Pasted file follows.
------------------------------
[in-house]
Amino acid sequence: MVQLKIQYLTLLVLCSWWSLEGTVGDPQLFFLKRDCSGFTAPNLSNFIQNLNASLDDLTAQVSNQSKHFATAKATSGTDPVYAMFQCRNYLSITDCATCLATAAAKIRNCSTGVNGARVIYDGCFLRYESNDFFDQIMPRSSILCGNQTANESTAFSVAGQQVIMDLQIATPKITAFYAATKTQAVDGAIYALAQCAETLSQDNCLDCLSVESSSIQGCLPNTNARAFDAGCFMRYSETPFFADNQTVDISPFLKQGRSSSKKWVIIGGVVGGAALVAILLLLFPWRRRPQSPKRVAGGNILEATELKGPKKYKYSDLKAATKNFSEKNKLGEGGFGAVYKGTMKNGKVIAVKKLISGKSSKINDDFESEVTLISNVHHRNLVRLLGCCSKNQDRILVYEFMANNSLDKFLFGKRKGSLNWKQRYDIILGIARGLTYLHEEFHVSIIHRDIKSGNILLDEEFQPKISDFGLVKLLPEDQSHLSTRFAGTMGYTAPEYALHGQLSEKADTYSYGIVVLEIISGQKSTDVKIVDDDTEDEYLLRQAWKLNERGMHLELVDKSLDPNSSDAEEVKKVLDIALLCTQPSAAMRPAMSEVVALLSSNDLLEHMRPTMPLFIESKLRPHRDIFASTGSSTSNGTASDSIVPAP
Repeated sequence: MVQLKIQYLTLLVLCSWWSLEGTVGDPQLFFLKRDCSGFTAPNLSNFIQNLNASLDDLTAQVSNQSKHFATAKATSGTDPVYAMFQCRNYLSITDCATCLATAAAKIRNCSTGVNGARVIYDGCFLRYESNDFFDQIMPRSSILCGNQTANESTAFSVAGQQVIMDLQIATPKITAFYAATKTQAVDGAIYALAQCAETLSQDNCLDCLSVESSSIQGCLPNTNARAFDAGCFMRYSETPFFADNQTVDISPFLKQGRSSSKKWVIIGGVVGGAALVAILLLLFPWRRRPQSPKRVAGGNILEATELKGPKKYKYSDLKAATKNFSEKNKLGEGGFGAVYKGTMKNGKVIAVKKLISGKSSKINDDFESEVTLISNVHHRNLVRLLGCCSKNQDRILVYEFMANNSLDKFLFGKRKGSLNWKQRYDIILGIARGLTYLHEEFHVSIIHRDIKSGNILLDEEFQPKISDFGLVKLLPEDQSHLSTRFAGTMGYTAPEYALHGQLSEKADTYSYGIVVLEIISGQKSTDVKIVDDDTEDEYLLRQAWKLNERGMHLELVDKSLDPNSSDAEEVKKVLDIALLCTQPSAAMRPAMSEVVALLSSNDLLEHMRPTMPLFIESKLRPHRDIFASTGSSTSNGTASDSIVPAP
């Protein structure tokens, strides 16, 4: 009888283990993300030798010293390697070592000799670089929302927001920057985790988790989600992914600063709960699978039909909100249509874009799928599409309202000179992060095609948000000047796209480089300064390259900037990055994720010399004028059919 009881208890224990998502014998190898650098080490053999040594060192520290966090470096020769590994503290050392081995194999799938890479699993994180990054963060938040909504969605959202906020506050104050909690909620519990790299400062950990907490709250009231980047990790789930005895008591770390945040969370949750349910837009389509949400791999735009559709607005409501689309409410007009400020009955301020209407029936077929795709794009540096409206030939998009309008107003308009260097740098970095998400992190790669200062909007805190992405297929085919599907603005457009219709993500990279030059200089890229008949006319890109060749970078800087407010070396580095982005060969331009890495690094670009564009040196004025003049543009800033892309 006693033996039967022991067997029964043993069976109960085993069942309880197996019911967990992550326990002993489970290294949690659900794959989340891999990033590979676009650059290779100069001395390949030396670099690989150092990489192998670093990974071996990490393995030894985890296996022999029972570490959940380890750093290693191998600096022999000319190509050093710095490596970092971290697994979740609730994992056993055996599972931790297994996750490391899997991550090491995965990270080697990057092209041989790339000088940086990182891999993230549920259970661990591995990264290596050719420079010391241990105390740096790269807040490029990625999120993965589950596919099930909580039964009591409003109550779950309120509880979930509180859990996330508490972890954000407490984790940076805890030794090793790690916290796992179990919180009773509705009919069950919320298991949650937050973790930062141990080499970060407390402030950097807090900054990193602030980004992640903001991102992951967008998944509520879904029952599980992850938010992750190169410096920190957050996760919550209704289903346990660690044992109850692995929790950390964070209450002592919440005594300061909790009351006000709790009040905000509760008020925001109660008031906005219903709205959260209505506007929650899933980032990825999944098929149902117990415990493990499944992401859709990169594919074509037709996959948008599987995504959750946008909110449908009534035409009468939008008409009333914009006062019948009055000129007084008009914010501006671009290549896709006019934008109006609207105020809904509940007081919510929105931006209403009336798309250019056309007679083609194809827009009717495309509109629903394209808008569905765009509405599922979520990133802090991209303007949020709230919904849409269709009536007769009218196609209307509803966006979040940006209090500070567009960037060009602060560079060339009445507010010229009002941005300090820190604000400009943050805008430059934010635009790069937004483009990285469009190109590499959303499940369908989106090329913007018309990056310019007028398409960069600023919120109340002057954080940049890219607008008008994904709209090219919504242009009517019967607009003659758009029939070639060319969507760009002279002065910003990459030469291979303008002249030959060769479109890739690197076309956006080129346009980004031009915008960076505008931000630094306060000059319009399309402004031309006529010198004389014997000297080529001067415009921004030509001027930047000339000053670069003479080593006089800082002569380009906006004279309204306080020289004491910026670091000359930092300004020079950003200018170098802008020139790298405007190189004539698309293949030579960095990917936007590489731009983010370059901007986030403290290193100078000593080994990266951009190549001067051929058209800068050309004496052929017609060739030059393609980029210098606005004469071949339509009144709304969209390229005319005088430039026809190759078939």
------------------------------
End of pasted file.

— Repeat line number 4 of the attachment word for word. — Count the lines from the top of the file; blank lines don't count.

């Protein structure tokens, strides 16, 4: 009888283990993300030798010293390697070592000799670089929302927001920057985790988790989600992914600063709960699978039909909100249509874009799928599409309202000179992060095609948000000047796209480089300064390259900037990055994720010399004028059919 009881208890224990998502014998190898650098080490053999040594060192520290966090470096020769590994503290050392081995194999799938890479699993994180990054963060938040909504969605959202906020506050104050909690909620519990790299400062950990907490709250009231980047990790789930005895008591770390945040969370949750349910837009389509949400791999735009559709607005409501689309409410007009400020009955301020209407029936077929795709794009540096409206030939998009309008107003308009260097740098970095998400992190790669200062909007805190992405297929085919599907603005457009219709993500990279030059200089890229008949006319890109060749970078800087407010070396580095982005060969331009890495690094670009564009040196004025003049543009800033892309 006693033996039967022991067997029964043993069976109960085993069942309880197996019911967990992550326990002993489970290294949690659900794959989340891999990033590979676009650059290779100069001395390949030396670099690989150092990489192998670093990974071996990490393995030894985890296996022999029972570490959940380890750093290693191998600096022999000319190509050093710095490596970092971290697994979740609730994992056993055996599972931790297994996750490391899997991550090491995965990270080697990057092209041989790339000088940086990182891999993230549920259970661990591995990264290596050719420079010391241990105390740096790269807040490029990625999120993965589950596919099930909580039964009591409003109550779950309120509880979930509180859990996330508490972890954000407490984790940076805890030794090793790690916290796992179990919180009773509705009919069950919320298991949650937050973790930062141990080499970060407390402030950097807090900054990193602030980004992640903001991102992951967008998944509520879904029952599980992850938010992750190169410096920190957050996760919550209704289903346990660690044992109850692995929790950390964070209450002592919440005594300061909790009351006000709790009040905000509760008020925001109660008031906005219903709205959260209505506007929650899933980032990825999944098929149902117990415990493990499944992401859709990169594919074509037709996959948008599987995504959750946008909110449908009534035409009468939008008409009333914009006062019948009055000129007084008009914010501006671009290549896709006019934008109006609207105020809904509940007081919510929105931006209403009336798309250019056309007679083609194809827009009717495309509109629903394209808008569905765009509405599922979520990133802090991209303007949020709230919904849409269709009536007769009218196609209307509803966006979040940006209090500070567009960037060009602060560079060339009445507010010229009002941005300090820190604000400009943050805008430059934010635009790069937004483009990285469009190109590499959303499940369908989106090329913007018309990056310019007028398409960069600023919120109340002057954080940049890219607008008008994904709209090219919504242009009517019967607009003659758009029939070639060319969507760009002279002065910003990459030469291979303008002249030959060769479109890739690197076309956006080129346009980004031009915008960076505008931000630094306060000059319009399309402004031309006529010198004389014997000297080529001067415009921004030509001027930047000339000053670069003479080593006089800082002569380009906006004279309204306080020289004491910026670091000359930092300004020079950003200018170098802008020139790298405007190189004539698309293949030579960095990917936007590489731009983010370059901007986030403290290193100078000593080994990266951009190549001067051929058209800068050309004496052929017609060739030059393609980029210098606005004469071949339509009144709304969209390229005319005088430039026809190759078939």